Dutchmen digging black lines, newbuilds where there’s drainage; waiting for the floods. Zigger-stagger up the cliff path. Along this coast, pockets of Africans blown onshore. Combine them with Ithacans, in a sequence on migrant odysseys? Tired bullshit. Back in my room, I flick through Walter Benjamin. Readable on the plane, now feckless and homosexual in affectation. Small wonder chased country to country? Deadly thoughts. I could start a rightist tract, follow him across borders? Careful. Hounding of liberals now banned with dogs. Yesterday’s drive to Heathrow, I detoured via Acton and Hounslow; wonderful, the dangerous canines paraded. Lurking estates, bathed in pulsing hatred. Why can’t planes scoop them like saltwater, for dousing Mediterranean hill fires? I watch as flying-boats flop and fill shimmering bellies. Back to my key text. Planned through the hottest hours, drenching the desk in bogus modernisms. Listen. A residency of hurried footsteps. The chambermaids wheeling. Peering through the spy hole. Mid-twenties, hands on hips – thinks herself unseen. Flicks mirror and purses lips. I fumble for my fly.

Reprise Shattered. Grope for the shutters. Outside the black and empty ocean, hours past sunset. Should I end this in epiphany? England’s rivers need praising, before draining for travellers to build on. Oh God. Obsessions again.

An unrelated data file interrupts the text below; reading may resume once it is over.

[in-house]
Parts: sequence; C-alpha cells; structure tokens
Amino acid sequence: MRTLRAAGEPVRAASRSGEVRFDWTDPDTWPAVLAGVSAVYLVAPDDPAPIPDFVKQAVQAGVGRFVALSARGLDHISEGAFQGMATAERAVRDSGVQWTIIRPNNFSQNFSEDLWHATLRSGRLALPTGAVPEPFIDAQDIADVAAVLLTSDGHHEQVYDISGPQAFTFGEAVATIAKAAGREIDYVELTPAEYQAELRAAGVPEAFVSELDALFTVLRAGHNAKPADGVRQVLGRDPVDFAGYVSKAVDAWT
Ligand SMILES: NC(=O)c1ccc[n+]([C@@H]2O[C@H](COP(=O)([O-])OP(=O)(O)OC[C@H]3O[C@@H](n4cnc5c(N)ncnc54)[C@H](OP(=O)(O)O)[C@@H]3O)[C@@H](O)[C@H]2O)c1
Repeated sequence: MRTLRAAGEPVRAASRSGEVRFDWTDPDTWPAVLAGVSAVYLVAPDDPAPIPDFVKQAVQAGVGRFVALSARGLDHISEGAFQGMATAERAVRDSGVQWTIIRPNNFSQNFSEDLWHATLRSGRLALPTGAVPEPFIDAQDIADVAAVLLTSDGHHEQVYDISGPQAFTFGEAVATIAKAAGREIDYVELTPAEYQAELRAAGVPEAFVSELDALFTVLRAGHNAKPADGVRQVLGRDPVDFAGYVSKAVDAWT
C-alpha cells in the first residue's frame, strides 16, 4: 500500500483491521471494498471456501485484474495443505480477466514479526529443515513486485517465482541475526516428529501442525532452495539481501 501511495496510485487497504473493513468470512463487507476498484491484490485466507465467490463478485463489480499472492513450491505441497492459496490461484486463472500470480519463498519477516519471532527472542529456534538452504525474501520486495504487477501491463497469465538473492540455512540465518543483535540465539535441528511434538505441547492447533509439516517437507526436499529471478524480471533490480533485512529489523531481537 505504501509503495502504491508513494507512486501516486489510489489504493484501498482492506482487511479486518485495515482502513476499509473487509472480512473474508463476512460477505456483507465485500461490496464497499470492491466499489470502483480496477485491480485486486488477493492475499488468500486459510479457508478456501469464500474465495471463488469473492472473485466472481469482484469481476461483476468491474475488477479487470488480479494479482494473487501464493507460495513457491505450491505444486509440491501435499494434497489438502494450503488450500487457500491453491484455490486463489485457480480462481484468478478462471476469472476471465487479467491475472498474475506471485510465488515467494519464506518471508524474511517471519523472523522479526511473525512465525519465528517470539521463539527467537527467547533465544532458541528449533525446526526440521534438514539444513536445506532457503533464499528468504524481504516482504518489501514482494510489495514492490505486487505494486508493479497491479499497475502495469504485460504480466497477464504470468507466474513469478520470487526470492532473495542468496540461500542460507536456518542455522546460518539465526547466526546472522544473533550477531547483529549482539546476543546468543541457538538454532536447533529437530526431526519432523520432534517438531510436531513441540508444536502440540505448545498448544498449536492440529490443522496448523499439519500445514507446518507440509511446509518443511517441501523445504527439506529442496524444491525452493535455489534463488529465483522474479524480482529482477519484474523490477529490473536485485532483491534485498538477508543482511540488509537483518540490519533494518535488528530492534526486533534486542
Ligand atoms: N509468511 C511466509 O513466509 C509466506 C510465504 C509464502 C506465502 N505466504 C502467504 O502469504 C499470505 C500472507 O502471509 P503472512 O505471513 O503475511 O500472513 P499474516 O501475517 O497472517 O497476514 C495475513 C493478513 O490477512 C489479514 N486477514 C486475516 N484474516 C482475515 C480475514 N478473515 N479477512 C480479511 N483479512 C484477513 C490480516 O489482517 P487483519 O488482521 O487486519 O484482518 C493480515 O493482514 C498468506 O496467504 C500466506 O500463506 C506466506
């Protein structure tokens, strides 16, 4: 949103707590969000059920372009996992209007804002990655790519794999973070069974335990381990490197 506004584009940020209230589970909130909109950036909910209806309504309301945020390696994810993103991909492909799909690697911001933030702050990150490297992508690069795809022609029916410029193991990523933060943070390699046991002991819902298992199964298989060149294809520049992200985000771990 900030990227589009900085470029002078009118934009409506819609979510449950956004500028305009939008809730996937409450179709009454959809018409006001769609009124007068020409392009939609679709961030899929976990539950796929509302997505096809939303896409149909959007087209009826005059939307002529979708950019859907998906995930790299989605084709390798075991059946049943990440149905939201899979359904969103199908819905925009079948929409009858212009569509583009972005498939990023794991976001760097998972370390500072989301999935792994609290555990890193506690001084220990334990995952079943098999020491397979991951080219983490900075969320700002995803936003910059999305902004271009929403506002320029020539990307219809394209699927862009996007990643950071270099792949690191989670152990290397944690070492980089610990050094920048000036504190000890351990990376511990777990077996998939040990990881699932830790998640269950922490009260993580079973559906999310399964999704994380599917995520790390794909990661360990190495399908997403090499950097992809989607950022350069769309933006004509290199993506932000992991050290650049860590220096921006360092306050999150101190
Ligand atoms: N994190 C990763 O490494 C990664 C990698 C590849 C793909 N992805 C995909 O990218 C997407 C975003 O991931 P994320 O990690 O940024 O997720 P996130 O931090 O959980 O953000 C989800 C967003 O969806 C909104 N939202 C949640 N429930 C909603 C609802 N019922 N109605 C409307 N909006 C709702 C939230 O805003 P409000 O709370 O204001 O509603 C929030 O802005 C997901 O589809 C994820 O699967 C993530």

Camorra The maid, the girl mentioned; I eventually fucked her. Bent over the bath, legs apart. Later we smoke, sitting on the single bed. She has a brother in jail: Naples, tax fraud, linkage with council payments to organised crime. Headlong into August heat. The dual carriageway lined with blocks. An impossible exit, crossing lanes last minute – she laughs. We drive deeper, into networks of parched grass, fences and graffiti garages. Danger? I know I am lost. She explains the gang signs, territories, corners where murders occur. A neighbourhood bar, football pennants, papal and lottery posters. Helicopters periodically overhead. A woman flashes her crotch – I see the pilot flick his tongue. Drink through the afternoon, soaking in the corner. Addressed I nod and smile, make notes, watch febrile game shows. Nothing happens though. I read my book on the Krays; cross-flick to the Richardsons; accounts of Italian gangs in 1920’s Glasgow; Albanian people traffickers; Kurdish drug mules; the Vietnamese Pan Chuck Army. A bored barman is changing his ring tone. He selects Coldplay, sings along. I am English so cannot bar-sit with a non-alcoholic drink (let alone an ice cream). Single men do this here - pouring and sipping with purposeful slowness. Sit at the bar, picking their teeth! Occasional explosions into mobile phones, which no one acknowledges, not even moving a head.